Respected longtime motorsports executive Derrick Walker will become President of Operations & Competition of INDYCAR, effective May 27, Hulman & Company chief executive officer Mark Miles announced earlier in the week. He most recently served as team manager for Ed Carpenter Racing.
Walker will be responsible for all technical and competition aspects of the racing operations at the open-wheel sanctioning body. His job will be report to Miles in regards to decisions and aspects of the series. Some of his responsibilities will stem to:
•Enhancing innovation within the current technical platform and race formats
•Continuing to emphasize and develop safety initiatives
•Sustaining programs and avenues to develop drivers and suppliers for the IZOD IndyCar Series
•Developing plans for future technical platforms
Beau Barfield, Brian Barnhart and Will Phillips will continue to have their roles within the organization, though will report to Walker. Barfield will be in charge of race control, Barnhart will continue to be in charge of operations with Phillips behind the engineering side.
“I have no doubt that they can be more stitched together as a team,” Miles added. “I think one of the things our organization can improve on across the board is the extent to which we work closely together and communicate better and break down silos and plan a little farther ahead. Without any way meaning to be critical of those folks who we will count on going forward, I think Derrick brings a practical approach that’s so well grounded in the technical aspects of it, that they will be a higher-performing team under his leadership.”
Miles went on to say the decision was made in an effort to straighten IndyCar as an organization.
“It’s a good organization but we’ve got a lot to do, and we decided to bring on the strongest horse we can find to help us with our technical and operations and racing, our product, really, and then separately to find additional leadership to help us with our commercial activities for IndyCar,” Miles explained.
Miles added they considered many people for the role, but Walkers’ resume stood out above the rest with his experience from being a mechanic to owning a team. Walker also says he likes the person behind the resume, in Walkers’ personality of being straightforward and a great common sense.
“He’s got the conviction of his principles and his — we know that he’ll help make clear, firm decisions and have the strength of character to stick by them,” Miles added. “And we’ve talked to a lot of people in the paddock. I know that Derrick’s experience is well regarded as broadly as anybody’s could be in the paddock. So we think there’s a lot to do, and Derrick is the right man to lead us through it.”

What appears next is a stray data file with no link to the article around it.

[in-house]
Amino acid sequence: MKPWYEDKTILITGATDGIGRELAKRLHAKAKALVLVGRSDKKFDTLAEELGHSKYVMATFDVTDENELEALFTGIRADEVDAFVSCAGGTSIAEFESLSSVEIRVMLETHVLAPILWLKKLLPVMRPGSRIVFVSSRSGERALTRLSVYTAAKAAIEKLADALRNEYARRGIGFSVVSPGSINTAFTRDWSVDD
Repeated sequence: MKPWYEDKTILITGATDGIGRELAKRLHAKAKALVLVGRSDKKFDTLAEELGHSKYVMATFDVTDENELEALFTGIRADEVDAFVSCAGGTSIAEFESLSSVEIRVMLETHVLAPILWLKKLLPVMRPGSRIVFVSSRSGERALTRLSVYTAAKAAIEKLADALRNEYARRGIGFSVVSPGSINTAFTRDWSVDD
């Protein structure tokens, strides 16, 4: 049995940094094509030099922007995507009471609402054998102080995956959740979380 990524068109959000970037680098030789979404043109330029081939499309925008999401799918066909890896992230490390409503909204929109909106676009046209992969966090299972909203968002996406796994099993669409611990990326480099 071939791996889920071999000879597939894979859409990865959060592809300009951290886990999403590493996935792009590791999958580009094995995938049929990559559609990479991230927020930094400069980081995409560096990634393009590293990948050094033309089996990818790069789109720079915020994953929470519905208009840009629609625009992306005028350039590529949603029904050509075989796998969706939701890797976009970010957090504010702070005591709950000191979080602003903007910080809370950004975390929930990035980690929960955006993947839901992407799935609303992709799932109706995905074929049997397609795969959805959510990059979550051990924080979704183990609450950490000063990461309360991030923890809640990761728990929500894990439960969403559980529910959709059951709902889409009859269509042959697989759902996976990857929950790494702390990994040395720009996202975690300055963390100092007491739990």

Walker wasn’t looking to work for IndyCar, but when the pair got talking about IndyCar and what it represents, one thing led to another and he has the job now.
“Obviously I’ve been around enough to see the good, the bad, and the ugly of the competition sports, but that doesn’t deter me,” Walker added. “I think I’ve had probably a good 20-odd, maybe more, 25 years of Indy car, which has really helped me a great deal, and I feel if I can give something back to the sport in whatever way that is, then I’d love that opportunity.”
In making decisions down the road, Walker says he wants to see innovation as that’s always been part of IndyCar. However, there has to be a balance between innovation, speed and the cost of racing.
“I think if you look at what our goal has to be or should be, is to open up that door just enough to allow it to grow and improve and innovate, but yet keep it in a measurable amount, not only the teams but the manufacturers, every supplier that is involved in our business,” Walker explained. “It doesn’t price them out of the market — we can’t have in the U.S., maybe in other parts of the world it works — but we can’t have such a super-expensive series that the fans can’t afford to come along and buy a ticket. And we’re racing in front of, you know, lots and lots of people that don’t turn up.”